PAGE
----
Yet, amidst this backdrop and dystopian tableau, pockets of solidarity emerged across varied positions – individual, communal, national, and global. Moreover, the exhibition introduces fresh and invigorating leftist narratives, rooted in the legacy of historical socialist internationalism but within our contemporary discourse and evolving towards the emergence of Afrocommunism. As is the inclusion of its manifesto within the multifaceted piece by Angolan Kiluanji Kia Henda titled “The Cemetery of Boats”, marking a significant and poignant moment that signifies a transformative shift in the hegemonic ideological discourse.

"Echoes of the Brother Countries." Photo: Hannes Wiedemann/HKW

Exhibition view “Echoes of the Brother Countries”

Needless to say, the exhibition’s formal elements and vivid, colorful rooms make a lasting impression on visitors. Curated by Paz Guevara and Marie Helene Pereira, “Echoes of the Brother Countries” is interdisciplinary in its essence. Furthermore, the exhibition unfolds within the expansive confines of the museum, extending its narrative both indoors and outdoors. Outside at the entrance, attendees encounter grand-scale fantastic murals by Chilean Cesar Olhagaray and Mozambican Dito Tembe. In the foyer, a table shaped like a snake displays various types of documents. The main exhibition space houses a diverse array of mediums, including video installations, paintings, sculptures, posters, and documentation. An alternative room presents visual-to-auditory expanded experiences named “Thematic Resonances,” complemented by video, photos, and the “Intergenerational Solidarities: Graphic Novel Workshop,” providing the public with a polyvalent engagement with the artistic dialogue. The tour culminates on the terrace, where Nigerian artist Olu Oguibe’s thought-provoking piece is displayed: three flags united under the title “DDR: Decarbonize, Decolonize, Rehabilitate” – DDR is the german acronym for GDR.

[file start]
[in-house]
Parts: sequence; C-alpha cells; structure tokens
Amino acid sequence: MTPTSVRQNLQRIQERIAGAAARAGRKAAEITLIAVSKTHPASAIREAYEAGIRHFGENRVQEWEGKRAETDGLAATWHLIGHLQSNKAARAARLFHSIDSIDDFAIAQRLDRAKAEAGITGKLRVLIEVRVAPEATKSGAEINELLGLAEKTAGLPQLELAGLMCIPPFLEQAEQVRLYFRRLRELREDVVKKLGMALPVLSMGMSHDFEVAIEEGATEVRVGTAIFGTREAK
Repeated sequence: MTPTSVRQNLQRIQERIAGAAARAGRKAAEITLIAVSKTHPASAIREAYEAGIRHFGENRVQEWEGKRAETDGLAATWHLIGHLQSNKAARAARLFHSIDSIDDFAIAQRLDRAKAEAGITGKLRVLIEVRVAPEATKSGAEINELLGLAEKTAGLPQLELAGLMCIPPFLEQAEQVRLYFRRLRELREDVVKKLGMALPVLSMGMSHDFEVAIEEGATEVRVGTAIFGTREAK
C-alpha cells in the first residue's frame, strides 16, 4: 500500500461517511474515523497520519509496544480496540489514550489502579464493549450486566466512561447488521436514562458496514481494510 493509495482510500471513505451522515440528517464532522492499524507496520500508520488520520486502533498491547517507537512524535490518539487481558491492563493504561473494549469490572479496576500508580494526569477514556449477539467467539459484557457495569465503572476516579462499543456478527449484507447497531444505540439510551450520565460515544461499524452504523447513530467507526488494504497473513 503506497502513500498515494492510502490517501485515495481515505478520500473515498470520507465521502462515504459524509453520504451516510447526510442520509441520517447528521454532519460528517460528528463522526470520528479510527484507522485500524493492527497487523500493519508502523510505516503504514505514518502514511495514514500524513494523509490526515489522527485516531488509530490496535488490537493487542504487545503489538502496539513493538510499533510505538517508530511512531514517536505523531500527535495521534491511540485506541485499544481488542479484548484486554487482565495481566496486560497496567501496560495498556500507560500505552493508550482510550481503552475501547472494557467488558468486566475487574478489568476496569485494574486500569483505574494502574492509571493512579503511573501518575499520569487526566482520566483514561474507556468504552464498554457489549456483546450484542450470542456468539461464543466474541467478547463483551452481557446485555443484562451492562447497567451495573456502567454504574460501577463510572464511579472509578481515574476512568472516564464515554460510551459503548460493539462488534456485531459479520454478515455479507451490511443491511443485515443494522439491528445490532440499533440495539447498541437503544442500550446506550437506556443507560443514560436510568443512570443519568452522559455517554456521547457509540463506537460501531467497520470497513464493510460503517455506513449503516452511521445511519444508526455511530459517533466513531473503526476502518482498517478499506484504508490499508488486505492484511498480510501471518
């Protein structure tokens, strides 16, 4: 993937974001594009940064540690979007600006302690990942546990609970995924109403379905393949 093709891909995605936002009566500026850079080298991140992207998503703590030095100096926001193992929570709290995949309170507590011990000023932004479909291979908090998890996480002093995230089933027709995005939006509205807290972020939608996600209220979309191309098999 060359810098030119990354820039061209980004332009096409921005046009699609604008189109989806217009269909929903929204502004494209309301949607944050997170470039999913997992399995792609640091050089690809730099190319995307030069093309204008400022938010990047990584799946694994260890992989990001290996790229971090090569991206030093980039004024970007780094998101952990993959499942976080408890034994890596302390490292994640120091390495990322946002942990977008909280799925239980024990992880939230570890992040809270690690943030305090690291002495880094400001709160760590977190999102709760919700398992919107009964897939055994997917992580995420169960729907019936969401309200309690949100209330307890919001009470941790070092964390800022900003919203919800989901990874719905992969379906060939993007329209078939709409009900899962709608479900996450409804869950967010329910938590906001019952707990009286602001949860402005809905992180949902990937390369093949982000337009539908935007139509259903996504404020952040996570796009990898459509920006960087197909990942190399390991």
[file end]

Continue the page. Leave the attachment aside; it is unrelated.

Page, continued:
Christoph Wetzel, “Das jüngste Gericht [The last judgement] (1987)”, oil on fibreboard © VG Bild-Kunst, Bonn 2024, courtesy of Museum Utopie und Alltag (Kunstarchiv Beeskow)

Kiluanji Kia Henda, Karl Marx, Luanda (2005), detail. Courtesy of Galleria Fonti, Naples

Kiluanji Kia Henda, Karl Marx, Luanda (2005), detail. Courtesy of Galleria Fonti, Naples

César Olhagaray, Solidarität [Solidarity] (1986/2024), mural, mixed media on canvas, reproduction © VG Bild-Kunst, Bonn 2024, courtesy of the artist

"Echoes of the Brother Countries." Photo: Hannes Wiedemann/HKW

Exhibition view “Echoes of the Brother Countries”

Cover image: Heinz-Karl Kummer, “Solidarität [Solidarity]” (1978), oil on wood. Photo: Thomas Kläber, courtesy Museum Utopie und Alltag (Kunstarchiv Beeskow) and Estate Heinz-Karl Kummer

All photographs: Hannes Wiedemann/HKW.

“Echoes of the Brother Countries. What is the Price of Memory and What is the Cost of Amnesia? Or: Visions and Illusions of Anti-Imperialist Solidarities”, Haus der Kulturen der Welt (HKW), 2024.
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María Muñoz is a cultural worker and educator trained in Art History and Telecommunications Engineering, this hybridity is part of her nature. She has taught “Art History of the first half of the 20th century” at ESDI and currently teaches the subject “Art in the global context” in the Master of Cultural Management IL3 at the University of Barcelona. In addition, while living between Berlin and Barcelona, he is a regular contributor to different media, writing about art and culture and emphasising the confluence between art, society/politics and technology. He is passionate about the moving image, electronically generated music and digital media.

Portrait: Sebastian Busse